CBI’s response to NYT’s editorial does more harm than good to press freedom
CBI has no jurisdiction or competence to answer questions of editorial propriety either in the foreign press or the Indian press. Its rambling response further erodes its credibility and is inappropriate to say the leastopinion Updated: Jun 16, 2017 15:09 IST
‘Our institutions and traditions are nurtured by our rich and diverse cultural heritage and democratic ethos’ — this is part of the rather astounding response by the Central Bureau of Investigation (CBI) to an editorial in the New York Times that referred to the alarming levels of intimidation of the news media in India with reference to the recent raids on the homes and offices of Prannoy Roy, the founder of the television channel NDTV. Whatever the merits or demerits of the NDTV case, the CBI is hardly qualified to respond to an editorial in a foreign newspaper and tell it that ‘India’ does not require any lesson in freedom of the press from it.
The CBI has no jurisdiction or competence to answer questions of editorial propriety either in the foreign press or the Indian press. Its rambling response in which it takes upon itself the role of a government spokesperson further erodes its credibility and is inappropriate to say the least. The CBI is an investigative agency and to take on a case for press freedom and rail against an editorial should not be in its remit. In fact, with this ham-handed response from a CBI spokesman, the issue of intimidation and vendetta, which the government is being accused of, gets further attention and credence.
The government of India has several competent bodies that can answer a foreign editorial or report which is seen as negative. The ministry of external affairs has a huge press and protocol wing, the Press Information Bureau has competent officials and it is they who should be doing this job.
The CBI has no experience in dealing with such matters and indeed it should stick to its core competence. That India has a robust and independent judiciary that protects democratic freedom hardly needs any reiteration by the CBI nor is it relevant to the editorial which speaks of intimidation of the press.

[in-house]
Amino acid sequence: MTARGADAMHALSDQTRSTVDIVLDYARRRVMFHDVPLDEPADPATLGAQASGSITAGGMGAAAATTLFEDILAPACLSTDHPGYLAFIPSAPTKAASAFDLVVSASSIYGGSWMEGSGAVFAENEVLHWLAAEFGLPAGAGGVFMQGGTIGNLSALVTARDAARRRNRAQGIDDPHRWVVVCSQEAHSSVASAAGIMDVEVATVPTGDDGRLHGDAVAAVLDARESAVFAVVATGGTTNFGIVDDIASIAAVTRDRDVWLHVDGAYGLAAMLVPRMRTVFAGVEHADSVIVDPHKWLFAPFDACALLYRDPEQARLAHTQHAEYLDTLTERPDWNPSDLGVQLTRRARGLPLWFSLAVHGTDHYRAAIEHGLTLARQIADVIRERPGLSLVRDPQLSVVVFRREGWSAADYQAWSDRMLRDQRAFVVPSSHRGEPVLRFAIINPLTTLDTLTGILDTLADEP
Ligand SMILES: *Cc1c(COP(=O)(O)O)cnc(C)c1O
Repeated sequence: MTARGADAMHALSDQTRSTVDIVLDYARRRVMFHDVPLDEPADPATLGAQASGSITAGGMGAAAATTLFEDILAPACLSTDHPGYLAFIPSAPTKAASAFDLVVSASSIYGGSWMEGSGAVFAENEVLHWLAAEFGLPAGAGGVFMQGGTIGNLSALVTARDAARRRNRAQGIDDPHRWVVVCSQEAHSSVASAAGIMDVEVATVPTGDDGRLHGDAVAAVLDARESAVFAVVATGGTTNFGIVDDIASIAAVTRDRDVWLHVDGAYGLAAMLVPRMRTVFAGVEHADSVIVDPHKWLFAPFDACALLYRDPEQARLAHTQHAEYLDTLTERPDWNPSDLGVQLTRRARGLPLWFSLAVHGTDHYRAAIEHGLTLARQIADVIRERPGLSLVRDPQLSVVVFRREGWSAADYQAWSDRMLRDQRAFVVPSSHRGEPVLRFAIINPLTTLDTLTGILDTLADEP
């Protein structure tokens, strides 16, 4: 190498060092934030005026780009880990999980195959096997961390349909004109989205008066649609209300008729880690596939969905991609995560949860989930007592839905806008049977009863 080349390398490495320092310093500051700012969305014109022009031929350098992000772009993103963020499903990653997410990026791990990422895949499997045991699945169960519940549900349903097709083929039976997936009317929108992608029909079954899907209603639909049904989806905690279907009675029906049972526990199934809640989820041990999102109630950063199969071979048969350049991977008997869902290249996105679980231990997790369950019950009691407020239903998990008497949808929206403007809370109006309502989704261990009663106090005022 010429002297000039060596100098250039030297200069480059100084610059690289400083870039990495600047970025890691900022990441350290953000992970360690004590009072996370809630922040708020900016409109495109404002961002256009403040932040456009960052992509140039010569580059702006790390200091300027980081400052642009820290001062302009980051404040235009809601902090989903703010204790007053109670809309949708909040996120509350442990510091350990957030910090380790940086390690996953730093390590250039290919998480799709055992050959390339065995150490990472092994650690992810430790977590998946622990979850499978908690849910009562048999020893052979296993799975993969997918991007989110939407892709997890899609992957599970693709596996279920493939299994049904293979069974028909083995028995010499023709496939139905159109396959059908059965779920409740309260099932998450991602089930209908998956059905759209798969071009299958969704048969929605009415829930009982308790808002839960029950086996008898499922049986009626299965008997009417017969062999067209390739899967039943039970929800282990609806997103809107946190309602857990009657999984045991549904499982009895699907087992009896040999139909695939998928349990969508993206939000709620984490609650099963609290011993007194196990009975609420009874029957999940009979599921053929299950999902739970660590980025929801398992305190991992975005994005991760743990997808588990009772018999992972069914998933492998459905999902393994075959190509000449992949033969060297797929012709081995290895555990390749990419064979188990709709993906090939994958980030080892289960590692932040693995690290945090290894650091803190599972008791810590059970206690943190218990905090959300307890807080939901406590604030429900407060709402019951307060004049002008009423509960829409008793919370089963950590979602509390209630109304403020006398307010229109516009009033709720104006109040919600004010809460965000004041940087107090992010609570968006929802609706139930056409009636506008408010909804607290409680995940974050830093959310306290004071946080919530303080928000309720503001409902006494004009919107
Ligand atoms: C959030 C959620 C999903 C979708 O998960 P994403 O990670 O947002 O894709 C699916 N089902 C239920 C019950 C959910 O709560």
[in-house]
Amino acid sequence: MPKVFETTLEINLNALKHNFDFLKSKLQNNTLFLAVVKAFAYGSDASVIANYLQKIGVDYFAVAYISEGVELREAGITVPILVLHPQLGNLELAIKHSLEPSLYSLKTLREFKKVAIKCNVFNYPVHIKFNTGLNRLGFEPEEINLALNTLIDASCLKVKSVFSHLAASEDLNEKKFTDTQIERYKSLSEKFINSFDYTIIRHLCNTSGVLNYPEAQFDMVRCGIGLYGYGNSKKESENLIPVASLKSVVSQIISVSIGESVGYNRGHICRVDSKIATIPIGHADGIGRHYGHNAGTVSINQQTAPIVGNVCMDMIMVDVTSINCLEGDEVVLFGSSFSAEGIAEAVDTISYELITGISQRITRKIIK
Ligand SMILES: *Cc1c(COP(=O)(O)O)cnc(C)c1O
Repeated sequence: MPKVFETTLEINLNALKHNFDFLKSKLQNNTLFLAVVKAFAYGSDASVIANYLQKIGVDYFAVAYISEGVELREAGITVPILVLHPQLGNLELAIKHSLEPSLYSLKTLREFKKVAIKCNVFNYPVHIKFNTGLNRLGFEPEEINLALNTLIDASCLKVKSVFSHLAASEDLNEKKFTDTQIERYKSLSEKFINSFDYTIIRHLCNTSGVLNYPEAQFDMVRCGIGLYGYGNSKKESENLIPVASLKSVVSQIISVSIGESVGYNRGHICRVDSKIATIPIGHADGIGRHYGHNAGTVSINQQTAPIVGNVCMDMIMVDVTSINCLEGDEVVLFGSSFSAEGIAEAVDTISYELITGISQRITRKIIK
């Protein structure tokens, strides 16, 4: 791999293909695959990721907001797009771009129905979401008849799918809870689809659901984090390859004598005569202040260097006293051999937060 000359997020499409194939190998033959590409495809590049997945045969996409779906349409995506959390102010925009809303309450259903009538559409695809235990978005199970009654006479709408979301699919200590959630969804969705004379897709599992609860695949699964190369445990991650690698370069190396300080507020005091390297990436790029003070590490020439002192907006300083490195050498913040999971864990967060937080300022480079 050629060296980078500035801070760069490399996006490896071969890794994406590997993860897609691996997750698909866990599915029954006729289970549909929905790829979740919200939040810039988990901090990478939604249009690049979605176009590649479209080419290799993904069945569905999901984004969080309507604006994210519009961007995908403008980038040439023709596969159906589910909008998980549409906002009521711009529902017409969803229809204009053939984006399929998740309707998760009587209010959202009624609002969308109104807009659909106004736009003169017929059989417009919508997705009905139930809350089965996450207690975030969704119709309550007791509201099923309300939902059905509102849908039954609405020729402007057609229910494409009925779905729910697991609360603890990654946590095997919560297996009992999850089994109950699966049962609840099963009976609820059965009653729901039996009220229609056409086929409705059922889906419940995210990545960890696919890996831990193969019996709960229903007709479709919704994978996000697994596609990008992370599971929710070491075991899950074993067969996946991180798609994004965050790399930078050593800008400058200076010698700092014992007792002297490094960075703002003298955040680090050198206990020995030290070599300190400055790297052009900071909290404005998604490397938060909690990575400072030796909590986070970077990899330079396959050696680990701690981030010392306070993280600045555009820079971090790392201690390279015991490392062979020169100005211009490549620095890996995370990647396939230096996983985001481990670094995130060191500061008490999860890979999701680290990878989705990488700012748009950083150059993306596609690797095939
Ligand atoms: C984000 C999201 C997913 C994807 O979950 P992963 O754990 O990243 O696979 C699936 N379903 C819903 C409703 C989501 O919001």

If the editorial is deemed to be one-sided, there are proper channels in which the government’s point of view can be conveyed, but certainly not through the very organisation that conducted the raid. This sort of response and out-of-turn remarks does nothing to bolster the credibility of either the CBI or indeed the government. The CBI has in past too been accused by sections of the Indian media of acting in a less than impartial manner. Does this mean that any organisation which is criticised should feel that it has the competence and legitimacy to take on those criticising it? And bringing in Indian culture and heritage on an issue dealing with press freedom is farcical to put it kindly.
The very wording of the rebuttal shows a level of amateurishness and lack of focus. This does more harm than good if its intention was to rush to the defence of the government. The CBI does not have to state the obvious, that it “fully respects the freedom of the press”. In which case, it ought not to have rushed in with this counter to the NYT which has the full freedom to say what it thinks fit.
The NDA should pull up the CBI for overstepping its limits. It should get on with its job of prosecuting cases of financial impropriety without fear or favour instead of taking on roles which are out of its ken and for which it is certainly not qualified.